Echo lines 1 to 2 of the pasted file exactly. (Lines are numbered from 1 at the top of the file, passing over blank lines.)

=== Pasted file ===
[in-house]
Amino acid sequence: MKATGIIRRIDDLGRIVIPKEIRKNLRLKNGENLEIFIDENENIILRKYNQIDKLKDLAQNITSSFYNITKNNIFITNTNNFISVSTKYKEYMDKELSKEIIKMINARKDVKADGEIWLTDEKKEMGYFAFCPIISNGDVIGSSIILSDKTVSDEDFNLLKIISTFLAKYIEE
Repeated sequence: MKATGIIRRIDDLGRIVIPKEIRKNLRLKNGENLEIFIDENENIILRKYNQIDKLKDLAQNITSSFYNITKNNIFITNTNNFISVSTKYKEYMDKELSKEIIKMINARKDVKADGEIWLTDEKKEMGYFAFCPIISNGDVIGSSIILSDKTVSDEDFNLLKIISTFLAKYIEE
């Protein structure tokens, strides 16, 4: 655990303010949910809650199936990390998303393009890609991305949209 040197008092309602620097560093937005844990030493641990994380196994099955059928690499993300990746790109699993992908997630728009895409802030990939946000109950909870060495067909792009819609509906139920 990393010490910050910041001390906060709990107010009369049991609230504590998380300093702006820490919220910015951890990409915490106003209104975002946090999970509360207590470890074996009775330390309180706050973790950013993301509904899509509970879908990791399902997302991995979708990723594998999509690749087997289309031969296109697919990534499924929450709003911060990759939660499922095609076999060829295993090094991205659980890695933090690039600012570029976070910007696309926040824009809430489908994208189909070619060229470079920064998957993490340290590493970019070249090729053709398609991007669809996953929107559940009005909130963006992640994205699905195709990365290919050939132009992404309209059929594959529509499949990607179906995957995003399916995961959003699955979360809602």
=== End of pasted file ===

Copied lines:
[in-house]
Amino acid sequence: MKATGIIRRIDDLGRIVIPKEIRKNLRLKNGENLEIFIDENENIILRKYNQIDKLKDLAQNITSSFYNITKNNIFITNTNNFISVSTKYKEYMDKELSKEIIKMINARKDVKADGEIWLTDEKKEMGYFAFCPIISNGDVIGSSIILSDKTVSDEDFNLLKIISTFLAKYIEE